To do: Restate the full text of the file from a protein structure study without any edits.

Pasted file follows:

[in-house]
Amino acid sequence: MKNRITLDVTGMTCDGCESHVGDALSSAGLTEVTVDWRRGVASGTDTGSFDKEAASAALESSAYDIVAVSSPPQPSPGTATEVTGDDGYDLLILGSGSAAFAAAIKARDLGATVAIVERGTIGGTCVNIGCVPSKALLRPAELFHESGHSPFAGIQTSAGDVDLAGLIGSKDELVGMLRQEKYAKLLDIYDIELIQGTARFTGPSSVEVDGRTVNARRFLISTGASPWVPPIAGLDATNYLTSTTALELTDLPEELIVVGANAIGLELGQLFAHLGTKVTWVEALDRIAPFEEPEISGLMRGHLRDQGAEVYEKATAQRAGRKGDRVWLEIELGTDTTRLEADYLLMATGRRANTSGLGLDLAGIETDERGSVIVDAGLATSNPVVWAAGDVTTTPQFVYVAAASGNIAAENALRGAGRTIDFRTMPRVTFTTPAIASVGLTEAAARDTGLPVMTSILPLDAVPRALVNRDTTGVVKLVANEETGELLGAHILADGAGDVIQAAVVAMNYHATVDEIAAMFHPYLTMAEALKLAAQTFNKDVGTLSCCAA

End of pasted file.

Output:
[in-house]
Amino acid sequence: MKNRITLDVTGMTCDGCESHVGDALSSAGLTEVTVDWRRGVASGTDTGSFDKEAASAALESSAYDIVAVSSPPQPSPGTATEVTGDDGYDLLILGSGSAAFAAAIKARDLGATVAIVERGTIGGTCVNIGCVPSKALLRPAELFHESGHSPFAGIQTSAGDVDLAGLIGSKDELVGMLRQEKYAKLLDIYDIELIQGTARFTGPSSVEVDGRTVNARRFLISTGASPWVPPIAGLDATNYLTSTTALELTDLPEELIVVGANAIGLELGQLFAHLGTKVTWVEALDRIAPFEEPEISGLMRGHLRDQGAEVYEKATAQRAGRKGDRVWLEIELGTDTTRLEADYLLMATGRRANTSGLGLDLAGIETDERGSVIVDAGLATSNPVVWAAGDVTTTPQFVYVAAASGNIAAENALRGAGRTIDFRTMPRVTFTTPAIASVGLTEAAARDTGLPVMTSILPLDAVPRALVNRDTTGVVKLVANEETGELLGAHILADGAGDVIQAAVVAMNYHATVDEIAAMFHPYLTMAEALKLAAQTFNKDVGTLSCCAA